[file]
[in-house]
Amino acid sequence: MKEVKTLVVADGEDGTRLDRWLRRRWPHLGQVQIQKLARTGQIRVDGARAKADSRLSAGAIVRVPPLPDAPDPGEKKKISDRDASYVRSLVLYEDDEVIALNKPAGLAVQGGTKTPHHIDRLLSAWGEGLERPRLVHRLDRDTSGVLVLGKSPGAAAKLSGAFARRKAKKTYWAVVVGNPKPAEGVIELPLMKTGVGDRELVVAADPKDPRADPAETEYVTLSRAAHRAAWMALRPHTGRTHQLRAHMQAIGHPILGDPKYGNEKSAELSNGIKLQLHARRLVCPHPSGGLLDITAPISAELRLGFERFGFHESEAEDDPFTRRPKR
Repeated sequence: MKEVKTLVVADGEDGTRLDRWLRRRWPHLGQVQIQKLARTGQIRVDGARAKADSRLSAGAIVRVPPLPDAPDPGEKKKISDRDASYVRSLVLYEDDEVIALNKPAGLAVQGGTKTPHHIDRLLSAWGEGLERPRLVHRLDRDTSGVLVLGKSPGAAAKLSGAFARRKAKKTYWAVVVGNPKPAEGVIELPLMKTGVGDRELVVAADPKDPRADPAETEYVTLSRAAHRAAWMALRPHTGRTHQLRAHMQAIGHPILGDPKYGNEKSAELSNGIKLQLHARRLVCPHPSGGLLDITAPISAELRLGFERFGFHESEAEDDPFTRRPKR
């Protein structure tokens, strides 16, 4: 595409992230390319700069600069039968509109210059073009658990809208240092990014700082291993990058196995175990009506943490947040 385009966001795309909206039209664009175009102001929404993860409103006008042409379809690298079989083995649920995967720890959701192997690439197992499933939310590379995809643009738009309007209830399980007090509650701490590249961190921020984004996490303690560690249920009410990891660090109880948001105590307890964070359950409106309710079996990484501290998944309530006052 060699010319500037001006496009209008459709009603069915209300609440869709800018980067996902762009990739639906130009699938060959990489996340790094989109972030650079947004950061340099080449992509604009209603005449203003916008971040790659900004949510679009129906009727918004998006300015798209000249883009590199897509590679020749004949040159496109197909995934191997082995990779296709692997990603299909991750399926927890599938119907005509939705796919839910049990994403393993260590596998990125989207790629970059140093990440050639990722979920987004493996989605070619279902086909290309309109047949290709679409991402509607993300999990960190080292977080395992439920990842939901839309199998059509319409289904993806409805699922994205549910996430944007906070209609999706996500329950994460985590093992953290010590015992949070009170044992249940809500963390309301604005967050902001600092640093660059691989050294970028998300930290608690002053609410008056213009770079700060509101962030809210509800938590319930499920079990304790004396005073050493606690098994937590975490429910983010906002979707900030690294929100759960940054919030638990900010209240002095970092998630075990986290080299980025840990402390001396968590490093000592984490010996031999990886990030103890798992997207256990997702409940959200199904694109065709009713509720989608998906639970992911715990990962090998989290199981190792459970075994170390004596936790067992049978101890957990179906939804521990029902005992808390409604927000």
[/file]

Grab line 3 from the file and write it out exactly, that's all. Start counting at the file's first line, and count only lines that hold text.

Repeated sequence: MKEVKTLVVADGEDGTRLDRWLRRRWPHLGQVQIQKLARTGQIRVDGARAKADSRLSAGAIVRVPPLPDAPDPGEKKKISDRDASYVRSLVLYEDDEVIALNKPAGLAVQGGTKTPHHIDRLLSAWGEGLERPRLVHRLDRDTSGVLVLGKSPGAAAKLSGAFARRKAKKTYWAVVVGNPKPAEGVIELPLMKTGVGDRELVVAADPKDPRADPAETEYVTLSRAAHRAAWMALRPHTGRTHQLRAHMQAIGHPILGDPKYGNEKSAELSNGIKLQLHARRLVCPHPSGGLLDITAPISAELRLGFERFGFHESEAEDDPFTRRPKR